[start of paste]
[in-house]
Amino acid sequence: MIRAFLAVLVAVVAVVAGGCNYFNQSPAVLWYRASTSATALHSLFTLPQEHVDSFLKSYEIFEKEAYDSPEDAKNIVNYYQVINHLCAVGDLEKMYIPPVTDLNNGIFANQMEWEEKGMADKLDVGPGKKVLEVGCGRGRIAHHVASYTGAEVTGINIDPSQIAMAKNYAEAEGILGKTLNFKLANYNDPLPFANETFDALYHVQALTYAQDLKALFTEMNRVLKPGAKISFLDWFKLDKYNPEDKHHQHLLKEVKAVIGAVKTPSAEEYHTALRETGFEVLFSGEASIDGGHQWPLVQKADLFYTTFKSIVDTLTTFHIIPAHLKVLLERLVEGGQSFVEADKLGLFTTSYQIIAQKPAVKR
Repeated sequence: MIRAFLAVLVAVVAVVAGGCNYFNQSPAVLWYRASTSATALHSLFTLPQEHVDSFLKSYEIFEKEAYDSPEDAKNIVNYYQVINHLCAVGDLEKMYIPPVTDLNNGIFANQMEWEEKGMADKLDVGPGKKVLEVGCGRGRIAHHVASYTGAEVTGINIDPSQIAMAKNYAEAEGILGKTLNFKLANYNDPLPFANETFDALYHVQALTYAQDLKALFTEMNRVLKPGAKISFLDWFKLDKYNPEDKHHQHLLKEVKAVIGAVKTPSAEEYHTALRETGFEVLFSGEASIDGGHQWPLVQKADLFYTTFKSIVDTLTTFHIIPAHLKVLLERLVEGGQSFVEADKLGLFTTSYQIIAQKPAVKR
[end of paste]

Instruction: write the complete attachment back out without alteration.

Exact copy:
[in-house]
Amino acid sequence: MIRAFLAVLVAVVAVVAGGCNYFNQSPAVLWYRASTSATALHSLFTLPQEHVDSFLKSYEIFEKEAYDSPEDAKNIVNYYQVINHLCAVGDLEKMYIPPVTDLNNGIFANQMEWEEKGMADKLDVGPGKKVLEVGCGRGRIAHHVASYTGAEVTGINIDPSQIAMAKNYAEAEGILGKTLNFKLANYNDPLPFANETFDALYHVQALTYAQDLKALFTEMNRVLKPGAKISFLDWFKLDKYNPEDKHHQHLLKEVKAVIGAVKTPSAEEYHTALRETGFEVLFSGEASIDGGHQWPLVQKADLFYTTFKSIVDTLTTFHIIPAHLKVLLERLVEGGQSFVEADKLGLFTTSYQIIAQKPAVKR
Repeated sequence: MIRAFLAVLVAVVAVVAGGCNYFNQSPAVLWYRASTSATALHSLFTLPQEHVDSFLKSYEIFEKEAYDSPEDAKNIVNYYQVINHLCAVGDLEKMYIPPVTDLNNGIFANQMEWEEKGMADKLDVGPGKKVLEVGCGRGRIAHHVASYTGAEVTGINIDPSQIAMAKNYAEAEGILGKTLNFKLANYNDPLPFANETFDALYHVQALTYAQDLKALFTEMNRVLKPGAKISFLDWFKLDKYNPEDKHHQHLLKEVKAVIGAVKTPSAEEYHTALRETGFEVLFSGEASIDGGHQWPLVQKADLFYTTFKSIVDTLTTFHIIPAHLKVLLERLVEGGQSFVEADKLGLFTTSYQIIAQKPAVKR